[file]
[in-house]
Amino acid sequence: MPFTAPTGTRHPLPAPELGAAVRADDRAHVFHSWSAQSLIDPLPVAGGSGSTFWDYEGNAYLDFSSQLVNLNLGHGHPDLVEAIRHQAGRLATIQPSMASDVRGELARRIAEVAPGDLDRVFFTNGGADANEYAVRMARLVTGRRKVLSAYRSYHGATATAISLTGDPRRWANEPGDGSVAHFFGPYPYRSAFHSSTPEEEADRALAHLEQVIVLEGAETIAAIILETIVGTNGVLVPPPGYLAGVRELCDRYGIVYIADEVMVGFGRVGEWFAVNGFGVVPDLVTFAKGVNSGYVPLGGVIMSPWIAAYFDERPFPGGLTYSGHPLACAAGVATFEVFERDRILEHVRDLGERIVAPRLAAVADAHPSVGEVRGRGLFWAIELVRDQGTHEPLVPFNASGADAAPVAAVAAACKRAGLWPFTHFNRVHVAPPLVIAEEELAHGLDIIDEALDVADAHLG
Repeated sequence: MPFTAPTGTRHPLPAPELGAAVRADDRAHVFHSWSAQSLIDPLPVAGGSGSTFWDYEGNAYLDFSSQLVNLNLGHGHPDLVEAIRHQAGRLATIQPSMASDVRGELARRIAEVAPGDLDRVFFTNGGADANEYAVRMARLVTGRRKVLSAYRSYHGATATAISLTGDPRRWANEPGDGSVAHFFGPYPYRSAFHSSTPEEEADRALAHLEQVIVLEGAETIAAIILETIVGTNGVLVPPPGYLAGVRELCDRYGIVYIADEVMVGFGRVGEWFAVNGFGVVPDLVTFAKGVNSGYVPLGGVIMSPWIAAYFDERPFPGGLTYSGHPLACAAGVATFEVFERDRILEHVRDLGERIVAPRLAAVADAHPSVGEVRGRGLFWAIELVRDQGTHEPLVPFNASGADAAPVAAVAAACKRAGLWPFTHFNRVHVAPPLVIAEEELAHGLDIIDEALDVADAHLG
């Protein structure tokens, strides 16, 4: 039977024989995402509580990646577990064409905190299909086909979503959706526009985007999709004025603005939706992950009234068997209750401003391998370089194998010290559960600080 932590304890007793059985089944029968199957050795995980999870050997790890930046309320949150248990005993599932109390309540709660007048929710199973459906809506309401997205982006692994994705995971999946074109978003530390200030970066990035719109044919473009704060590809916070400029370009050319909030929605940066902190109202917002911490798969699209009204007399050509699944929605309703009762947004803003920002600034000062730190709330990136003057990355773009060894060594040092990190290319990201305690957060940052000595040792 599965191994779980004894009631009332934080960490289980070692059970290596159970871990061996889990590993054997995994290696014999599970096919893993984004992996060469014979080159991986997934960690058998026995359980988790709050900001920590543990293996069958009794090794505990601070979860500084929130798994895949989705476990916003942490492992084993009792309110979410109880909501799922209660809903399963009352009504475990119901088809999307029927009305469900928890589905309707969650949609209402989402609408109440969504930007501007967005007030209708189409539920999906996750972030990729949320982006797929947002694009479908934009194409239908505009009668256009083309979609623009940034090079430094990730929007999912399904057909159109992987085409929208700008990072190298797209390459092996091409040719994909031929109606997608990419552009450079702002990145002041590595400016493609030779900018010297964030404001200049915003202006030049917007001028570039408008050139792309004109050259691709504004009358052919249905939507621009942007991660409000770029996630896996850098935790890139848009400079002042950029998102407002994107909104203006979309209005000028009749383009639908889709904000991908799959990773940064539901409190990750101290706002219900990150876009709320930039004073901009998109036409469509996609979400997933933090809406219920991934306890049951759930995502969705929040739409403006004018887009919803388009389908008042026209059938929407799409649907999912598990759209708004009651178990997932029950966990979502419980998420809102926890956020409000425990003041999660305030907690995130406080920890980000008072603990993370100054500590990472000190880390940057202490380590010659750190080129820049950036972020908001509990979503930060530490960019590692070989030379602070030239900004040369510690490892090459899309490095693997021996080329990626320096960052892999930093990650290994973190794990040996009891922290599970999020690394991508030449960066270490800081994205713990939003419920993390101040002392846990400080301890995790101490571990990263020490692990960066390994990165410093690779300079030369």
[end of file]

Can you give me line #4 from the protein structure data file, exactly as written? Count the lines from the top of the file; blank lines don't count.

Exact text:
């Protein structure tokens, strides 16, 4: 039977024989995402509580990646577990064409905190299909086909979503959706526009985007999709004025603005939706992950009234068997209750401003391998370089194998010290559960600080 932590304890007793059985089944029968199957050795995980999870050997790890930046309320949150248990005993599932109390309540709660007048929710199973459906809506309401997205982006692994994705995971999946074109978003530390200030970066990035719109044919473009704060590809916070400029370009050319909030929605940066902190109202917002911490798969699209009204007399050509699944929605309703009762947004803003920002600034000062730190709330990136003057990355773009060894060594040092990190290319990201305690957060940052000595040792 599965191994779980004894009631009332934080960490289980070692059970290596159970871990061996889990590993054997995994290696014999599970096919893993984004992996060469014979080159991986997934960690058998026995359980988790709050900001920590543990293996069958009794090794505990601070979860500084929130798994895949989705476990916003942490492992084993009792309110979410109880909501799922209660809903399963009352009504475990119901088809999307029927009305469900928890589905309707969650949609209402989402609408109440969504930007501007967005007030209708189409539920999906996750972030990729949320982006797929947002694009479908934009194409239908505009009668256009083309979609623009940034090079430094990730929007999912399904057909159109992987085409929208700008990072190298797209390459092996091409040719994909031929109606997608990419552009450079702002990145002041590595400016493609030779900018010297964030404001200049915003202006030049917007001028570039408008050139792309004109050259691709504004009358052919249905939507621009942007991660409000770029996630896996850098935790890139848009400079002042950029998102407002994107909104203006979309209005000028009749383009639908889709904000991908799959990773940064539901409190990750101290706002219900990150876009709320930039004073901009998109036409469509996609979400997933933090809406219920991934306890049951759930995502969705929040739409403006004018887009919803388009389908008042026209059938929407799409649907999912598990759209708004009651178990997932029950966990979502419980998420809102926890956020409000425990003041999660305030907690995130406080920890980000008072603990993370100054500590990472000190880390940057202490380590010659750190080129820049950036972020908001509990979503930060530490960019590692070989030379602070030239900004040369510690490892090459899309490095693997021996080329990626320096960052892999930093990650290994973190794990040996009891922290599970999020690394991508030449960066270490800081994205713990939003419920993390101040002392846990400080301890995790101490571990990263020490692990960066390994990165410093690779300079030369």